The first moves to bring the two factions together occurred a few days after the convention. Dalton Camp worked behind the scenes to ease tensions. Camp was now concerned about party unity and winning the next election. Also working in the background was Roy McMurtry. A friend of Davis from their days at the University of Toronto, a back injury had kept McMurtry, a Toronto lawyer, hospitalized for much of the leadership contest. Both Camp and McMurtry were in a good position to bring the warring factions together.
Immediately after the convention McMurtry approached Hugh Macaulay. With Camp’s assistance, he persuaded both Davis and Macaulay that a meeting between the two groups would be for everyone’s benefit. Macaulay arranged a meeting between the two factions. Picking the neutral ground of Toronto’s National Club in Toronto, the two sides met for dinner. As the evening progressed it became obvious that the divisions of the recent campaign could be mended. During an after-dinner conversation at the Sutton Place Hotel, Davis asked Atkins to manage the coming provincial election campaign for the Progressive Conservative Party.17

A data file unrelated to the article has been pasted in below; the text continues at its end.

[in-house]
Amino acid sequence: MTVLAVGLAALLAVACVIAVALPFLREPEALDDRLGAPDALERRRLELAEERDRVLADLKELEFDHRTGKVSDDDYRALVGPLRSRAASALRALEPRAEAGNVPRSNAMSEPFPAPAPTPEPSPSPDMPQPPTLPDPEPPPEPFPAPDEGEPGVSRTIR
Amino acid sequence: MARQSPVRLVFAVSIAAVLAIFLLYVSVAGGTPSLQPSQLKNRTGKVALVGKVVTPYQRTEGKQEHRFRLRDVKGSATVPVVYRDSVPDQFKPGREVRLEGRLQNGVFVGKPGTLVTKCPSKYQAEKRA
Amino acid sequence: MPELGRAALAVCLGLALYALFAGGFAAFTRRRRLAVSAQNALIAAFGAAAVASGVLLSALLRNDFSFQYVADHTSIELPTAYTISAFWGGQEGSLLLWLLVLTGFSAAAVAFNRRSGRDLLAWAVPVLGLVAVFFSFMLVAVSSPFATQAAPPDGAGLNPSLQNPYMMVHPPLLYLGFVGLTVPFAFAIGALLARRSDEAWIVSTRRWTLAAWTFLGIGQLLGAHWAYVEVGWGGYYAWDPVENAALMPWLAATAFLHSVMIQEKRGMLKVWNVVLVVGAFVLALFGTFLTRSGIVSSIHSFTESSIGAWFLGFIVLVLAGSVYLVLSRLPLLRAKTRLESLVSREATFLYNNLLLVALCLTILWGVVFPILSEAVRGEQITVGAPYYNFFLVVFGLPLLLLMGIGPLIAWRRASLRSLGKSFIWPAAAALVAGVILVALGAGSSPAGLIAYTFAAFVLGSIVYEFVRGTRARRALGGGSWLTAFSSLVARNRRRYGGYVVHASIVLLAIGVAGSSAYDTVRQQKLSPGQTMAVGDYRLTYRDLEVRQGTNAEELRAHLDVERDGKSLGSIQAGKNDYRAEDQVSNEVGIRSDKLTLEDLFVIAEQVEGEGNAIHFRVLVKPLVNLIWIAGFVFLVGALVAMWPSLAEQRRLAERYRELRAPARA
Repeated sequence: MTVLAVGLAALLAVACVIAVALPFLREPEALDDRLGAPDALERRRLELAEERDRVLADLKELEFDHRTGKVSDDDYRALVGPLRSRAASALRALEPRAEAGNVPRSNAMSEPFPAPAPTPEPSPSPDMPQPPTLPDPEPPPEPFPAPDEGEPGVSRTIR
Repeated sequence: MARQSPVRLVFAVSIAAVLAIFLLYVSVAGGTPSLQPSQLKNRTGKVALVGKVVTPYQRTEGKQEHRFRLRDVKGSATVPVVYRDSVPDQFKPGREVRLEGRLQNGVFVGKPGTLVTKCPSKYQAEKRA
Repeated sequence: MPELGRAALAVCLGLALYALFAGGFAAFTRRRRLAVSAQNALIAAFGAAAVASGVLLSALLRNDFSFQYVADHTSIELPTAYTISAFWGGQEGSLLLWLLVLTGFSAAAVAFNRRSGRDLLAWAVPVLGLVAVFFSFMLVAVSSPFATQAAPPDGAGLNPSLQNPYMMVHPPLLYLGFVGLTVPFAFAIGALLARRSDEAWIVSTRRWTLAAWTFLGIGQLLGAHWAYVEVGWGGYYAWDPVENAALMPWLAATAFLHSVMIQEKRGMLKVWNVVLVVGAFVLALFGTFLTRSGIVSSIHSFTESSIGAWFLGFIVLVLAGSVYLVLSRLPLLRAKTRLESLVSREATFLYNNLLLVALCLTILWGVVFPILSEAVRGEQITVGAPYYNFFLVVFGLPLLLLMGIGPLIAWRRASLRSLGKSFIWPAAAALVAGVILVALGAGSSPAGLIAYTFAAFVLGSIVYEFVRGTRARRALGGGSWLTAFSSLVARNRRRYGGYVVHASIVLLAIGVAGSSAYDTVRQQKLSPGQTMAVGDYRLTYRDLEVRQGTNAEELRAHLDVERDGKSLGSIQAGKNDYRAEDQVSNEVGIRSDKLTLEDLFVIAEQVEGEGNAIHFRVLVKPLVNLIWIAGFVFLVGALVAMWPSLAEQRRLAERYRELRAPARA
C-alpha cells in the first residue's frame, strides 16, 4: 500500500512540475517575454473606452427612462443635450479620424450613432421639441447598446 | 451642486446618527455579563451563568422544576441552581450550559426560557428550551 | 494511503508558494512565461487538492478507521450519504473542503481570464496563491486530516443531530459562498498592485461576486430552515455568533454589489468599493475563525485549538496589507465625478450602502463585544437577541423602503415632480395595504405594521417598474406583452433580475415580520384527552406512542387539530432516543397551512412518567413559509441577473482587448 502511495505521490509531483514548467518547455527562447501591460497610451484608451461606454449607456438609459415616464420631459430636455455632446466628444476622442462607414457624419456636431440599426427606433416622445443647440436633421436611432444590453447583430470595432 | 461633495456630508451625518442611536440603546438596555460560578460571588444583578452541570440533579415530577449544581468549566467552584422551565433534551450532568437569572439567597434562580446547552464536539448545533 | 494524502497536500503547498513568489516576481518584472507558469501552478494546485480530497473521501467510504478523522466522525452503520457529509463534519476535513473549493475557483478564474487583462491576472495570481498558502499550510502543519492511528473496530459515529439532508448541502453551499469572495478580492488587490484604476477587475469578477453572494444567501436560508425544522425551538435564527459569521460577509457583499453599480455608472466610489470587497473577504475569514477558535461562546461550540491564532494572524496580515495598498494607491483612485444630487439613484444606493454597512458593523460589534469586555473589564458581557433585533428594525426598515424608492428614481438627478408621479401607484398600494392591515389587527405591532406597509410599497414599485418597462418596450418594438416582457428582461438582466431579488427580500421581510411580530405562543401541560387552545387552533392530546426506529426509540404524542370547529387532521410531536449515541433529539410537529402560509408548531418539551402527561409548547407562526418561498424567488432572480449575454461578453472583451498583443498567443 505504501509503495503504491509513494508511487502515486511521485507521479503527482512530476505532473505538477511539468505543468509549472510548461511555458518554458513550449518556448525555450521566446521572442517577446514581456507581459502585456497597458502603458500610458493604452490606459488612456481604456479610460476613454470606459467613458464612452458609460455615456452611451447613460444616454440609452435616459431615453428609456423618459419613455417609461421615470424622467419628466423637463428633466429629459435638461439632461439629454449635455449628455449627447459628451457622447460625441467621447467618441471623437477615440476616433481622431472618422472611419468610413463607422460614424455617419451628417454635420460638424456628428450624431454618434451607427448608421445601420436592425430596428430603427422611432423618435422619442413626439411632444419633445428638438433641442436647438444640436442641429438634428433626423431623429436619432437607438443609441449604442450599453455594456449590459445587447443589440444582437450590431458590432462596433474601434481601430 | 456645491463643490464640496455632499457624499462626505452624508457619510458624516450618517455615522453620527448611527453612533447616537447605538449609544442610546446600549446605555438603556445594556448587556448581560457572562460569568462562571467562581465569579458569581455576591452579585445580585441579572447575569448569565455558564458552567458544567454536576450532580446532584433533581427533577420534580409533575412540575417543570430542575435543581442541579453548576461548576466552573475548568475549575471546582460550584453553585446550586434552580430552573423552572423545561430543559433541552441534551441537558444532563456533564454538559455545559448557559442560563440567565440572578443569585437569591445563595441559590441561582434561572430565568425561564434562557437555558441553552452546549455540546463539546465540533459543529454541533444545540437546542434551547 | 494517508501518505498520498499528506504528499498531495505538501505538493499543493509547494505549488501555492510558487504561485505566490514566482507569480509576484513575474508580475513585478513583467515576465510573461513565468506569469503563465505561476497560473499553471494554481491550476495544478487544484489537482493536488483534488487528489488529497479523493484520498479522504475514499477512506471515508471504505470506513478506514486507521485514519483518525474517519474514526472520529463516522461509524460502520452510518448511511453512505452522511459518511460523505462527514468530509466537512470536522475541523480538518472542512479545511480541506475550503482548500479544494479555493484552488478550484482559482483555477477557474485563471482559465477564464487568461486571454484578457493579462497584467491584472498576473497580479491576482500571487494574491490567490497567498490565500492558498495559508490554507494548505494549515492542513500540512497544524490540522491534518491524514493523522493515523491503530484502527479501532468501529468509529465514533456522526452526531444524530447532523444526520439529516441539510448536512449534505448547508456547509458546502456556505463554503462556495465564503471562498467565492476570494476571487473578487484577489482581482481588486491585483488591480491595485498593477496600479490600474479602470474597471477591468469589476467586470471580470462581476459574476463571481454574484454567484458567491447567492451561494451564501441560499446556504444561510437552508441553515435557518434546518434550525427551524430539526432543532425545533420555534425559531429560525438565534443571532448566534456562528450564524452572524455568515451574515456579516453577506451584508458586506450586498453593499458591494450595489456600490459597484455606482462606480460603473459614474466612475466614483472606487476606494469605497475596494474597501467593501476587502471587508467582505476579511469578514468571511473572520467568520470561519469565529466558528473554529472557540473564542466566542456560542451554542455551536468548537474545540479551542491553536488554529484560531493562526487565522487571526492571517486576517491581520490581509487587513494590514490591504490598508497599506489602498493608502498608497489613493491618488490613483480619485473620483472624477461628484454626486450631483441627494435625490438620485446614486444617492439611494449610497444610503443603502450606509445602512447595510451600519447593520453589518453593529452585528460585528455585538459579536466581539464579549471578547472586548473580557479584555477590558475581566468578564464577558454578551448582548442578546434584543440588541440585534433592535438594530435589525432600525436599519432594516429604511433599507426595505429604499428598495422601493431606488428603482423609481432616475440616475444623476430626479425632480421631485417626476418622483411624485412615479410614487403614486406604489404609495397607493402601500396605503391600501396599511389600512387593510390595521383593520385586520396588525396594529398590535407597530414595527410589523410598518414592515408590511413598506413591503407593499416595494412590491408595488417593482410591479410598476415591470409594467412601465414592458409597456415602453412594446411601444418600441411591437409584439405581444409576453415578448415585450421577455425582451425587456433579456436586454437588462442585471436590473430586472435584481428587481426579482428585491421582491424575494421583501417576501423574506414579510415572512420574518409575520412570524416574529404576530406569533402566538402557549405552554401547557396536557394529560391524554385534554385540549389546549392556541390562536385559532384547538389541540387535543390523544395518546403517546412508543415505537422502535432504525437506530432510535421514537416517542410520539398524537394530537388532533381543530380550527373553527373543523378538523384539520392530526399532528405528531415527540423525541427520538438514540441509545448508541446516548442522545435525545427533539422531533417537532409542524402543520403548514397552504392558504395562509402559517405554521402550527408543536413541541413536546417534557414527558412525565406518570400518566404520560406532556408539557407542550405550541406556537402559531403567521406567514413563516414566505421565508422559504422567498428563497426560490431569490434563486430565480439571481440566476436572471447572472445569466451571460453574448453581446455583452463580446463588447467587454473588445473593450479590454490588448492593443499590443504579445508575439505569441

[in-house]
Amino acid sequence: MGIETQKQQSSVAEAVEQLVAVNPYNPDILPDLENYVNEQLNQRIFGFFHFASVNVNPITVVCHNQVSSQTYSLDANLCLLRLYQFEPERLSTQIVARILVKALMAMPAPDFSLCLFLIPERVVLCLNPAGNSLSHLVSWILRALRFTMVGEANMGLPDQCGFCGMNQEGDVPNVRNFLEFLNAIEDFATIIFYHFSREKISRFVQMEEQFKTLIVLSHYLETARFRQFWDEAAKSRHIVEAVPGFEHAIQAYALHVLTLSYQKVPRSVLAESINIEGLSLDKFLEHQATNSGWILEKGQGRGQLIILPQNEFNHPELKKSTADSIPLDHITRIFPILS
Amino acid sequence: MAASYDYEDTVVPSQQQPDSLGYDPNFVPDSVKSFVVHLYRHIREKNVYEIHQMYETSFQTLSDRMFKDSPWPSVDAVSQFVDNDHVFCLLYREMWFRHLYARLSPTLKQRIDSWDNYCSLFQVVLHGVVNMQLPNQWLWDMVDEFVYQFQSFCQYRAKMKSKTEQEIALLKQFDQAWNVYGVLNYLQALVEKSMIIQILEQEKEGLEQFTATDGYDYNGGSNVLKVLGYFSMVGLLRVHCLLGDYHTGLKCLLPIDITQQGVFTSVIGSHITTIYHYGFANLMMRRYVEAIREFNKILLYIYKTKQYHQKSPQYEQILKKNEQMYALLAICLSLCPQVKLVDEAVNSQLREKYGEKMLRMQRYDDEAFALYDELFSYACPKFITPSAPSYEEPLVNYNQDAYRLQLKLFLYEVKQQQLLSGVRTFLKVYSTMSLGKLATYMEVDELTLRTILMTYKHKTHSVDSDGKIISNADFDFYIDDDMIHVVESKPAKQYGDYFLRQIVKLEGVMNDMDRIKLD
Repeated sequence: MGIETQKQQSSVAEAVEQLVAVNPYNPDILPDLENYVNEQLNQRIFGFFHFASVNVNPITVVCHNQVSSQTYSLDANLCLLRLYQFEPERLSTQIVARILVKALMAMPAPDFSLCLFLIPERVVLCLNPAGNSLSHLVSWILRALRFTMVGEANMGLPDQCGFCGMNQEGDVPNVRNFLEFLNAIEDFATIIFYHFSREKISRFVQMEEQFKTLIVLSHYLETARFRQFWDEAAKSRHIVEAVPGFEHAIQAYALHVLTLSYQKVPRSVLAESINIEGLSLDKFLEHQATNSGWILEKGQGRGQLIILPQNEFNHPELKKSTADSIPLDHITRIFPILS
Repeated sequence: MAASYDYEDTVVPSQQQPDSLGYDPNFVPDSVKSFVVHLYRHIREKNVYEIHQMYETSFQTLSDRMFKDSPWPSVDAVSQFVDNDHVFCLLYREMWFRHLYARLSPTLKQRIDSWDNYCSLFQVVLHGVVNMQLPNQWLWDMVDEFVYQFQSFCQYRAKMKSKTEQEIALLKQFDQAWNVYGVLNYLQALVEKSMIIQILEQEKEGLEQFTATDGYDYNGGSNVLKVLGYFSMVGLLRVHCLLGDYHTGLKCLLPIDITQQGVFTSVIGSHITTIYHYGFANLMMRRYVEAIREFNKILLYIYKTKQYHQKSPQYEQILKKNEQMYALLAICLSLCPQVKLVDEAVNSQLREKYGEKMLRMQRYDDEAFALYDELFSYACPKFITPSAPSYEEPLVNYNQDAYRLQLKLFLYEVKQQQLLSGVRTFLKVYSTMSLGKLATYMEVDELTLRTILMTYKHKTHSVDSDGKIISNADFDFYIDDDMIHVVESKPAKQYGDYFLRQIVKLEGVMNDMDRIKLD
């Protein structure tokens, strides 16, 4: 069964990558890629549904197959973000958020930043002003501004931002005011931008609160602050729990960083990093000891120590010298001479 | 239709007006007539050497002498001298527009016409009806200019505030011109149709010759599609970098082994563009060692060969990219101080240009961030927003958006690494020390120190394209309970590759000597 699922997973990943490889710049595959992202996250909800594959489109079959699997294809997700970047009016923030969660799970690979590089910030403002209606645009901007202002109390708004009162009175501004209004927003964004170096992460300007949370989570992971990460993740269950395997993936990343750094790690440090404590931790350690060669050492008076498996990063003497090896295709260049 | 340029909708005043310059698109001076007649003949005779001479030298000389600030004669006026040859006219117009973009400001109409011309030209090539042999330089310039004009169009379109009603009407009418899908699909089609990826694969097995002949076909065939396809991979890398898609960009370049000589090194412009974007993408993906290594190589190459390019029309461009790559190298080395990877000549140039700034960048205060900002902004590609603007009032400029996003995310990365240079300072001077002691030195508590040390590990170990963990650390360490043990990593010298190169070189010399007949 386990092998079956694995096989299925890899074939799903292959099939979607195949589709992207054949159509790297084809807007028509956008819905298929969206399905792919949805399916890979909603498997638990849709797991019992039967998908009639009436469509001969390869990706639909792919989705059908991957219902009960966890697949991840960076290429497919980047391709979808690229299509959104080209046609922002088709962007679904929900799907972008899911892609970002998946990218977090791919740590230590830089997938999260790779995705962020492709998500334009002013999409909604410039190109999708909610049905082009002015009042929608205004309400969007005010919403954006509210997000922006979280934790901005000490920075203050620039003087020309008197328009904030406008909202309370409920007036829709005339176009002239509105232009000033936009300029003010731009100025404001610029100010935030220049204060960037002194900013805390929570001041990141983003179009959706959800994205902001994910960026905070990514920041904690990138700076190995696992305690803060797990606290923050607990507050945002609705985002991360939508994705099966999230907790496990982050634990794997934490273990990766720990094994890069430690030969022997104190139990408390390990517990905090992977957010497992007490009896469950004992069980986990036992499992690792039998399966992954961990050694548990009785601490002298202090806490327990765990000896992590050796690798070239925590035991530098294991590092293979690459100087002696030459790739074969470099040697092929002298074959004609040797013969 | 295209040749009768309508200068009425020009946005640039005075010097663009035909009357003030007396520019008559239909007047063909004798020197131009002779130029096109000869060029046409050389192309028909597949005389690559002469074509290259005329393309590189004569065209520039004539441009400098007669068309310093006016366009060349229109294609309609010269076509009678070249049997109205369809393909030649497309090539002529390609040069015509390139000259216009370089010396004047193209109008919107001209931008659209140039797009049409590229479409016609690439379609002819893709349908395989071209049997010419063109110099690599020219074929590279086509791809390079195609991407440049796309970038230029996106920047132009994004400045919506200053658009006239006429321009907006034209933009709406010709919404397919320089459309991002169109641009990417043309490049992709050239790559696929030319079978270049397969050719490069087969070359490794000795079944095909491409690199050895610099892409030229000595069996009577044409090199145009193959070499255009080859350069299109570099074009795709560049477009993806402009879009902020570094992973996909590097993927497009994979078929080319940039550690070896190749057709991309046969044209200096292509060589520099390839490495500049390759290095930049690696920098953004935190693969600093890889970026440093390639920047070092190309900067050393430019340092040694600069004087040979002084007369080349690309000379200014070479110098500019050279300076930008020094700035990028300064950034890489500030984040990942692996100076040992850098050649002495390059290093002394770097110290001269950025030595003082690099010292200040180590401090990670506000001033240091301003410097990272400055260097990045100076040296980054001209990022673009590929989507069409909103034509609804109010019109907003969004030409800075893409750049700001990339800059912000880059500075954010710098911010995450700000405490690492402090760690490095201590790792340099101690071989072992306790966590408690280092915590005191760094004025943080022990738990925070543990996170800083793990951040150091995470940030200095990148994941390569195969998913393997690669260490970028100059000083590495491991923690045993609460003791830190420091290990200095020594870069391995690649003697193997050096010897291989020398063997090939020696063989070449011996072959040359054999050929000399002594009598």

With an election expected anytime, Allan Eagleson, as party president demanded that the Conservative association play a major role in the campaign. He was, however, unable to persuade Atkins and Macaulay to let the membership have any significant role in the election. While there had been an attempt at reconciling the Davis and Lawrence factions within the party, the Davis supporters had not yet forgiven Arthur Harnett, Eagleson’s friend and executive director of the provincial Conservative Association, for the debacle over voting machines at the leadership convention. As a result, the party headquarters staff found themselves with little to do in the election.18